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Muslims, Jews Observe Holidays in Jerusalem Under Tight Security


Security was tight in Jerusalem Friday as Muslims and Jews observed major religious holidays. As Robert Berger reports from VOA's Jerusalem bureau, Palestinians from the occupied territories were barred from attending prayers at a hotly disputed holy place.

The muezzin summoned tens of thousands of Muslims to Friday prayers for the holy month of Ramadan at the Mosque of al-Aksa in Jerusalem's Old City, the third holiest place in Islam. The site is known to Jews at the Temple Mount, the holiest place in Judaism. The conflicting claims often raise tensions in Jerusalem during religious holidays. This week, Jerusalem is also awash with Jewish pilgrims who have gathered for Sukkot, the biblical Feast of Tabernacles.

Some 4,000 Israeli police and soldiers deployed in and around the Old City, double the usual number. Thirteen Palestinians have been killed in Israeli raids in the Gaza Strip over the past three days, and police feared riots could erupt after prayers at the mosque. The army sealed off the West Bank and Gaza Strip, barring Palestinians from entering Israel.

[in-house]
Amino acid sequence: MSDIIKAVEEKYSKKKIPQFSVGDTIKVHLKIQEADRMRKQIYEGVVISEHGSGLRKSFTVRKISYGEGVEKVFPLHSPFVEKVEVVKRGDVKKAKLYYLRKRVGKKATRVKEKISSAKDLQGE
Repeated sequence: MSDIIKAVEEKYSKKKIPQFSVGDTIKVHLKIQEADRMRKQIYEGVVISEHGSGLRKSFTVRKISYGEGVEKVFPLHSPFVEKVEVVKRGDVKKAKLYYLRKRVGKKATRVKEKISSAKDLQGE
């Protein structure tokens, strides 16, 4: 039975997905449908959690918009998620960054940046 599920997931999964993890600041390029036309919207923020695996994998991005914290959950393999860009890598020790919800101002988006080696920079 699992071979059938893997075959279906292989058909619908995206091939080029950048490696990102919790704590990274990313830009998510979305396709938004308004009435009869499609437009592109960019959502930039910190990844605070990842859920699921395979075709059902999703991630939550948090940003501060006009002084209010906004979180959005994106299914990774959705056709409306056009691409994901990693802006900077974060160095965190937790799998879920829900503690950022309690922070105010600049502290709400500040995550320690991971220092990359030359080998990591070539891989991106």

Police say the security proved effective and Ramadan prayers passed quietly. But Mahmoud Taaboun, an Arab resident of East Jerusalem, told VOA that the Israeli measures have cast a shadow over the holiday.

"I am very sad because of that," he said. "No joy, the joy have been stolen through these many incursions in the city through the Israeli army."

In Jewish neighborhoods of Jerusalem, sukkot, or small booths, have popped up everywhere for the Feast of Tabernacles, in yards, gardens and on balconies. The Bible commands Jews to build the huts to remember how the ancient Israelites lived in the wilderness for 40 years on their way to the Promised Land.

Moshe Kirshner is proud of his Sukka, with a roof of palm branches and a table full of pomegranates.

"We build special, temporary-type buildings, as a remembrance of when we came out of Egypt, when God redeemed the Jewish people from slavery," he said.

Some 7,000 Evangelical Christians are also in Jerusalem this week. Inspired by an Old Testament prophecy, they have come from around the world to celebrate the Feast of Tabernacles in solidarity with Israel.

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